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Optimal Paternalism: Sin Taxes and Health Subsidies

Author

Listed:
  • Aronsson, Thomas

    () (Department of Economics, Umeå University)

  • Thunström, Linda

    () (Department of Economics, Umeå University)

Abstract

The starting point for this paper is the potential self-control problem underlying the consumption of unhealthy food. The purpose is to analyze public policies, which are designed to correct for the welfare loss associated with such behavior. Contrary to previous studies, our analysis suggests that subsidies on wealth and health capital are part of the policy package, which can be used to implement a socially optimal resource allocation.

Suggested Citation

  • Aronsson, Thomas & Thunström, Linda, 2005. "Optimal Paternalism: Sin Taxes and Health Subsidies," Umeå Economic Studies 662, Umeå University, Department of Economics.
  • Handle: RePEc:hhs:umnees:0662
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    References listed on IDEAS

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    1. Matthew Rabin & Ted O'Donoghue, 1999. "Doing It Now or Later," American Economic Review, American Economic Association, vol. 89(1), pages 103-124, March.
    2. Jonathan Gruber & Botond Koszegi, 2002. "A Theory of Government Regulation of Addictive Bads: Optimal Tax Levels and Tax Incidence for Cigarette Excise Taxation," NBER Working Papers 8777, National Bureau of Economic Research, Inc.
    3. Ted O'Donoghue & Matthew Rabin, 2003. "Studying Optimal Paternalism, Illustrated by a Model of Sin Taxes," American Economic Review, American Economic Association, vol. 93(2), pages 186-191, May.
    4. Fischer, Carolyn, 1999. "Read This Paper Even Later: Procrastination with Time-Inconsistent Preferences," Discussion Papers dp-99-20, Resources For the Future.
    5. Becker, Gary S & Murphy, Kevin M, 1988. "A Theory of Rational Addiction," Journal of Political Economy, University of Chicago Press, vol. 96(4), pages 675-700, August.
    6. Jonathan Gruber & Botond Köszegi, 2001. "Is Addiction "Rational"? Theory and Evidence," The Quarterly Journal of Economics, Oxford University Press, vol. 116(4), pages 1261-1303.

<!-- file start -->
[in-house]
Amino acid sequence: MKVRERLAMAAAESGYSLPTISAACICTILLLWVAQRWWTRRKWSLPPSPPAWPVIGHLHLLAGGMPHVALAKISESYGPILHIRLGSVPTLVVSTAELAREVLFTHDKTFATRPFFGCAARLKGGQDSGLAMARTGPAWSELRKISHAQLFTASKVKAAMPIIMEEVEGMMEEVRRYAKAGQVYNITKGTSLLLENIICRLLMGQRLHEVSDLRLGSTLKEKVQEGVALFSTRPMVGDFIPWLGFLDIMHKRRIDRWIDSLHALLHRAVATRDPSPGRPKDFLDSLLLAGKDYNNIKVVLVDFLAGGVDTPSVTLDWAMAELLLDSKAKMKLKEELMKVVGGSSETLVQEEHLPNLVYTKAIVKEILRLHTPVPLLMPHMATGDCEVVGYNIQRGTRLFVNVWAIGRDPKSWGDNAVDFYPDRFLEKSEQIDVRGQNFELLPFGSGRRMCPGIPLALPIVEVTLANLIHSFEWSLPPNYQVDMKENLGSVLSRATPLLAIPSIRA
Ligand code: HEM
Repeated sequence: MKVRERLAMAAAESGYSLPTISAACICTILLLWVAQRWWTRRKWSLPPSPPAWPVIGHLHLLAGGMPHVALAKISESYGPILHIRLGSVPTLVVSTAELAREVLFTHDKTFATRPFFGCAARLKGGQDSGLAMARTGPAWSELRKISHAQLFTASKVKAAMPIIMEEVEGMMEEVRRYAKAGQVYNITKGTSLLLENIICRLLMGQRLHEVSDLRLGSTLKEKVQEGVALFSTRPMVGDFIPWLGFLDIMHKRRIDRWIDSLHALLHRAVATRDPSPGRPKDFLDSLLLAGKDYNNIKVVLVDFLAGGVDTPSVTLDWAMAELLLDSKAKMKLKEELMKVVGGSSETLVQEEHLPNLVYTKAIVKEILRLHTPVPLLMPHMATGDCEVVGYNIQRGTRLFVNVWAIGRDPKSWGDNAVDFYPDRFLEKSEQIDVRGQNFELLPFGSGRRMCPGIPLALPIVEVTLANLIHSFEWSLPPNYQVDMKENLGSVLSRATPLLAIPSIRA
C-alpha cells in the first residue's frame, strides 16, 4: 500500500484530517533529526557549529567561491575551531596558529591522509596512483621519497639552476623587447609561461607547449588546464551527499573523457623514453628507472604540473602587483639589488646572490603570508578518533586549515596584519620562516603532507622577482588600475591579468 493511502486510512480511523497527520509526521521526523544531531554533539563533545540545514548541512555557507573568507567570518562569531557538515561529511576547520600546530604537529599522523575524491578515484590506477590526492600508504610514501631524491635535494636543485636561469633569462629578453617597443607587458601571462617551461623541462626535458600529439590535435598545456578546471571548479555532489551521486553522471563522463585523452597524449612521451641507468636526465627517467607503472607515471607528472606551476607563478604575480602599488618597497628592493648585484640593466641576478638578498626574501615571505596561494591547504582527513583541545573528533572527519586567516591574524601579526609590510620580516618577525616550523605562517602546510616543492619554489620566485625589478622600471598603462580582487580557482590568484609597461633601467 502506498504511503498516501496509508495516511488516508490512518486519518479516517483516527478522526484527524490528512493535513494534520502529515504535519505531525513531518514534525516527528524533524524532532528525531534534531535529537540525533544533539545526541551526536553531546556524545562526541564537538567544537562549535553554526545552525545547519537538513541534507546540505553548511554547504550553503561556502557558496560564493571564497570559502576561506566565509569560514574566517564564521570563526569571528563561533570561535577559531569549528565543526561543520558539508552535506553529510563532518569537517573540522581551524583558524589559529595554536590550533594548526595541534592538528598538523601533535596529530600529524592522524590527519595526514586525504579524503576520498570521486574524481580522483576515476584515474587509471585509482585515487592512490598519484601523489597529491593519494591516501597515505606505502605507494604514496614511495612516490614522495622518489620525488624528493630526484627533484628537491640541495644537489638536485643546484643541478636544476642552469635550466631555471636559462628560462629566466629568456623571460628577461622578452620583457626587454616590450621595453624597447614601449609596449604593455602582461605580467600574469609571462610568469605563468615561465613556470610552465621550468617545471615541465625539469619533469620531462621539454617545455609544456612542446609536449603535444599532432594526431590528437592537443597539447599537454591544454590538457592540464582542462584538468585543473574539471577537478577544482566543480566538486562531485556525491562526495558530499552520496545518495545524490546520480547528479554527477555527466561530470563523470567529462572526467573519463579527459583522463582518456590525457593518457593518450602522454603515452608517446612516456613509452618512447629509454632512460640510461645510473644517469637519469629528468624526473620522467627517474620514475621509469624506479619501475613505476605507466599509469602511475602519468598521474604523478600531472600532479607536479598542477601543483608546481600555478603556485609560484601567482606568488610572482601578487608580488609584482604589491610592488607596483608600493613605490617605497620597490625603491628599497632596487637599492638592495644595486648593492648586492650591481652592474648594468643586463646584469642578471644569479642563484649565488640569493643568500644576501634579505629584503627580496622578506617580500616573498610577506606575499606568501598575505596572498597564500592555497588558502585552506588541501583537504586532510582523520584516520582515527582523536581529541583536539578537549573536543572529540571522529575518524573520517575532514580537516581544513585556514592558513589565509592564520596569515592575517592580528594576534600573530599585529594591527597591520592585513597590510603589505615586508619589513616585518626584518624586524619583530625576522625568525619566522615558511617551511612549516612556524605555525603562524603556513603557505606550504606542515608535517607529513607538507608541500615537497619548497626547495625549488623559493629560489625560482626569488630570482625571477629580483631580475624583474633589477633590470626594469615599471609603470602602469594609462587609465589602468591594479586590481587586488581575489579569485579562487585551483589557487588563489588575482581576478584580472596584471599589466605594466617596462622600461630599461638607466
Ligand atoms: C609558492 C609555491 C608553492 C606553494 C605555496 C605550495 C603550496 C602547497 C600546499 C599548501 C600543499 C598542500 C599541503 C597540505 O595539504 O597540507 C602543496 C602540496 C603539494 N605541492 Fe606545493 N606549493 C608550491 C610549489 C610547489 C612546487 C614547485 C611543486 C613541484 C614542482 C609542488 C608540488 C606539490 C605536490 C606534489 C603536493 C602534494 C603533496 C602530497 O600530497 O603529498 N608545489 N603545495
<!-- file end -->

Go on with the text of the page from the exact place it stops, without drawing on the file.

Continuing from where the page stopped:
7. David Laibson, 1997. "Golden Eggs and Hyperbolic Discounting," The Quarterly Journal of Economics, Oxford University Press, vol. 112(2), pages 443-478.
    8. David I. Laibson, 1996. "Hyperbolic Discount Functions, Undersaving, and Savings Policy," NBER Working Papers 5635, National Bureau of Economic Research, Inc.
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    Citations

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    Cited by:

    1. Smed, Sinne & Jensen, Jorgen D. & Denver, Sigrid, 2007. "Socio-economic characteristics and the effect of taxation as a health policy instrument," Food Policy, Elsevier, vol. 32(5-6), pages 624-639.
    2. Kaisa Kotakorpi, 2009. "Paternalism and Tax Competition," Scandinavian Journal of Economics, Wiley Blackwell, vol. 111(1), pages 125-149, March.
    3. repec:sos:sosjrn:180109 is not listed on IDEAS
    4. Jukka Pirttilä & Sanna Tenhunen, 2008. "Pawns and queens revisited: public provision of private goods when individuals make mistakes," International Tax and Public Finance, Springer;International Institute of Public Finance, vol. 15(5), pages 599-619, October.

    More about this item

    Keywords

    Health; Quasi-Hyperbolic Discounting; Taxes; Subsidies;

    JEL classification:

    • D61 - Microeconomics - - Welfare Economics - - - Allocative Efficiency; Cost-Benefit Analysis
    • D62 - Microeconomics - - Welfare Economics - - - Externalities
    • H21 - Public Economics - - Taxation, Subsidies, and Revenue - - - Efficiency; Optimal Taxation
    • I18 - Health, Education, and Welfare - - Health - - - Government Policy; Regulation; Public Health

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